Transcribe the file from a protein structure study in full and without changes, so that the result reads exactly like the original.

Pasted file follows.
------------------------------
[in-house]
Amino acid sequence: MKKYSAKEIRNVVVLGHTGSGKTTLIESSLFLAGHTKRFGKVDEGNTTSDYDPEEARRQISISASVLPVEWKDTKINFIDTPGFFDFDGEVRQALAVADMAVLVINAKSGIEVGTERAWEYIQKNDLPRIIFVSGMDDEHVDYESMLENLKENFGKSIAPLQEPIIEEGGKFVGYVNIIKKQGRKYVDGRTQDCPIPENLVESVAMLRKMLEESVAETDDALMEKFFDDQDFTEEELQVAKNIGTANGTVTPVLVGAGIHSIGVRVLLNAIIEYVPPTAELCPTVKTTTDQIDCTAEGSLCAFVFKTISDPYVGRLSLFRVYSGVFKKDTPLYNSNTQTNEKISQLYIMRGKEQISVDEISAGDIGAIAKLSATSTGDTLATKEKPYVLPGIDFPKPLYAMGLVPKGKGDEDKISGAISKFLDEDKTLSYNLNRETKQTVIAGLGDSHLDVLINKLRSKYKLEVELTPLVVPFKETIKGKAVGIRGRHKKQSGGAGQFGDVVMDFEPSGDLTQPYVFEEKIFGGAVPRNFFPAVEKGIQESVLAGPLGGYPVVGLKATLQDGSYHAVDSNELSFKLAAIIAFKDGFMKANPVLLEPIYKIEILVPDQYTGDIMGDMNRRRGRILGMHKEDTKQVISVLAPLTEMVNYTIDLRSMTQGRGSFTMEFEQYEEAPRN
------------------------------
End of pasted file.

[in-house]
Amino acid sequence: MKKYSAKEIRNVVVLGHTGSGKTTLIESSLFLAGHTKRFGKVDEGNTTSDYDPEEARRQISISASVLPVEWKDTKINFIDTPGFFDFDGEVRQALAVADMAVLVINAKSGIEVGTERAWEYIQKNDLPRIIFVSGMDDEHVDYESMLENLKENFGKSIAPLQEPIIEEGGKFVGYVNIIKKQGRKYVDGRTQDCPIPENLVESVAMLRKMLEESVAETDDALMEKFFDDQDFTEEELQVAKNIGTANGTVTPVLVGAGIHSIGVRVLLNAIIEYVPPTAELCPTVKTTTDQIDCTAEGSLCAFVFKTISDPYVGRLSLFRVYSGVFKKDTPLYNSNTQTNEKISQLYIMRGKEQISVDEISAGDIGAIAKLSATSTGDTLATKEKPYVLPGIDFPKPLYAMGLVPKGKGDEDKISGAISKFLDEDKTLSYNLNRETKQTVIAGLGDSHLDVLINKLRSKYKLEVELTPLVVPFKETIKGKAVGIRGRHKKQSGGAGQFGDVVMDFEPSGDLTQPYVFEEKIFGGAVPRNFFPAVEKGIQESVLAGPLGGYPVVGLKATLQDGSYHAVDSNELSFKLAAIIAFKDGFMKANPVLLEPIYKIEILVPDQYTGDIMGDMNRRRGRILGMHKEDTKQVISVLAPLTEMVNYTIDLRSMTQGRGSFTMEFEQYEEAPRN